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PV Sindhu beats Ratchanok Intanon 21-13, 21-15, goes into finals

PV Sindhu beats Ratchanok Intanon 21-13, 21-15, goes into finals

She plays the victor of the last quarter-final between Indian fourth seed Saina Nehwal and fifth seed Zhang Beiwen of the US. If that was not disappointing enough for spectators present at the Siri Fort Indoor Complex, the meek surrender of Saina Nehwal came as a shock.

The World no 4 Sindhu, though, led 11-9 at the break of the opening game.

Sindhu continued the momentum shift to level the decider 11-11 after the break.

The saving grace was the survival of defending champion P. V. Sindhu and the Pranav Chopra-N.

A first big title for the American meanwhile, Sindhu gets her hand on yet another Silver.

While Sindhu avoided the media, a triumphant Zhang with no coach on her side for last seven years, said the pressure was on her Indian counterpart.

Sindhu tried to counter her opponents acute angled strokes with better court coverage and pushed Zhang to make too many unforced errors to lose the second game.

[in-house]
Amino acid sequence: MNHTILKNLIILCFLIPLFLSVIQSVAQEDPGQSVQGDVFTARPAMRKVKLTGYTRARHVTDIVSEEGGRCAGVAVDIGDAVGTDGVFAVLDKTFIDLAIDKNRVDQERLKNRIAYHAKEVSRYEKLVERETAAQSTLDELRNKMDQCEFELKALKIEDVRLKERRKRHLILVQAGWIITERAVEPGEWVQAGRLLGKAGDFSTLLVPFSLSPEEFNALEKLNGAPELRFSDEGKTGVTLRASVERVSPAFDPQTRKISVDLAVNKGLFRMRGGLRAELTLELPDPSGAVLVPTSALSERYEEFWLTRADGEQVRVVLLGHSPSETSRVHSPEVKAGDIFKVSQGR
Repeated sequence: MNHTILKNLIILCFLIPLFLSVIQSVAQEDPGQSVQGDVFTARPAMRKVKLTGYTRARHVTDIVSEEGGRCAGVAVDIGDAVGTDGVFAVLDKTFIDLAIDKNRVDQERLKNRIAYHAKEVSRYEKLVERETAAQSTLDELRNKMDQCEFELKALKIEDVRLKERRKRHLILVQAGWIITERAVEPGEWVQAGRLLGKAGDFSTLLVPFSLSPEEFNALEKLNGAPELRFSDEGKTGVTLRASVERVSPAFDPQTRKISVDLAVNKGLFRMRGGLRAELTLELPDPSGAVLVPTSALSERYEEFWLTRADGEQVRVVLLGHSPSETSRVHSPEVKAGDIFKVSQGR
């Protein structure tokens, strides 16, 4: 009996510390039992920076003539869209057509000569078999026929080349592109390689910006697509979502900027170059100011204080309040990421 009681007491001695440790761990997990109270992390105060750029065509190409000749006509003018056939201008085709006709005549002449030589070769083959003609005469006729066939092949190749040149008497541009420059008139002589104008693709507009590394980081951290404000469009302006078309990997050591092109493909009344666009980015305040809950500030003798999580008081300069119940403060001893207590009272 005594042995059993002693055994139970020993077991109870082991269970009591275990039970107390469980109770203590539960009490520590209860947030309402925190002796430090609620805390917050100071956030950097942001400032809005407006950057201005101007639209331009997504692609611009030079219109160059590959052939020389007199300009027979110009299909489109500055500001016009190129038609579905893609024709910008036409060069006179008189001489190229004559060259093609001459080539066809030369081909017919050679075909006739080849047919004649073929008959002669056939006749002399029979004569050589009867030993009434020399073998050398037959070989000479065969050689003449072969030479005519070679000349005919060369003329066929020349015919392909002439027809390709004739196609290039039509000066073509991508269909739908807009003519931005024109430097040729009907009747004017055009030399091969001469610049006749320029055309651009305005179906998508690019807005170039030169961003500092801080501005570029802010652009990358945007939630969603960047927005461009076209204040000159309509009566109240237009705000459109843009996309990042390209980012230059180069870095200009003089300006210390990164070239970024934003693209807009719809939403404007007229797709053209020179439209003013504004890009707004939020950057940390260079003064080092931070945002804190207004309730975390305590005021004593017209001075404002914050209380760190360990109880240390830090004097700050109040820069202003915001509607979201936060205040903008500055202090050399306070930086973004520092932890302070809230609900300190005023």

While one can go on and on about Zhang's heroics, one cannot simply ignore the elephant in the room - the fact that Sindhu has now lost four major finals since the beginning 2017, which include defeats at the World Championships, the Hong Kong Open, the Dubai Super Series Final and now, the India Open.

Commonwealth Games champion Kashyap seemed a bit exhausted and could not match China's Qiao Bin, losing 16-21 18-21 in the men's singles quarterfinals. Then, it was time for the decider.

Soon, she had 9-game points and she bagged it in the first go when Zhang hit it wide. But once again Sindhu moved ahead using her drop shots and powerful smash to go 11-7.

Sindhu then hit the shuttle out as Zhang celebrated. Gold medals at the Youth Olympics and Junior World Championships attest to his talent, but Shi Yuqi had gone a full year without a title.

In the men's final, fourth seed Shi took 47 minutes to defeat third seed Chou Tien Chen of Chinese Taipei 21-18, 21-14. After losing the first game, she came back strongly to win the second, but faltered in the third when things looked under her control. Gideon-Sukamuljo took only 26 minutes to oust compatriots Mohammad Ahsan and Hendra Setiawan with a 21-11, 21-16 victory.

Watched by a sizable crowd, Olympic silver medallist and world No. 4 Sindhu went down to Beiwen Zhang of the U.S. 18-21, 21-11, 20-22 in the 69-minute battle.

Pranaav-Sikki thrashed Chinese Han Chengkai and Cao Tong Wei 21-8, 21-13 to storm into the semi-finals, where they will meet Danish fifth seeds Mathias Christiansen and Christinna Pedersen.

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